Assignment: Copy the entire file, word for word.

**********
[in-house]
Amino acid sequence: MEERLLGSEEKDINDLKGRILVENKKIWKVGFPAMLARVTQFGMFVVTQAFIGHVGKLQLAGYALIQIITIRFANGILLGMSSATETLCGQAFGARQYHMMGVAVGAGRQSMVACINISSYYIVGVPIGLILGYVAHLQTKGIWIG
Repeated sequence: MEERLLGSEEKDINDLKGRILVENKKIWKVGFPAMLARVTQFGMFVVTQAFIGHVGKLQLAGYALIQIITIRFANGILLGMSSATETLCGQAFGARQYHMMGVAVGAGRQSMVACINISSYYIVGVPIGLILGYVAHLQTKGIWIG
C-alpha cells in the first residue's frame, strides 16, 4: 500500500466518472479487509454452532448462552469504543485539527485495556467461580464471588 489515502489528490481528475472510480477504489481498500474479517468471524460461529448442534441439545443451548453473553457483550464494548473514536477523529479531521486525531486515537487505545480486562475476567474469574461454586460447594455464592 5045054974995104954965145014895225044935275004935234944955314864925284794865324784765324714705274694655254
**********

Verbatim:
[in-house]
Amino acid sequence: MEERLLGSEEKDINDLKGRILVENKKIWKVGFPAMLARVTQFGMFVVTQAFIGHVGKLQLAGYALIQIITIRFANGILLGMSSATETLCGQAFGARQYHMMGVAVGAGRQSMVACINISSYYIVGVPIGLILGYVAHLQTKGIWIG
Repeated sequence: MEERLLGSEEKDINDLKGRILVENKKIWKVGFPAMLARVTQFGMFVVTQAFIGHVGKLQLAGYALIQIITIRFANGILLGMSSATETLCGQAFGARQYHMMGVAVGAGRQSMVACINISSYYIVGVPIGLILGYVAHLQTKGIWIG
C-alpha cells in the first residue's frame, strides 16, 4: 500500500466518472479487509454452532448462552469504543485539527485495556467461580464471588 489515502489528490481528475472510480477504489481498500474479517468471524460461529448442534441439545443451548453473553457483550464494548473514536477523529479531521486525531486515537487505545480486562475476567474469574461454586460447594455464592 5045054974995104954965145014895225044935275004935234944955314864925284794865324784765324714705274694655254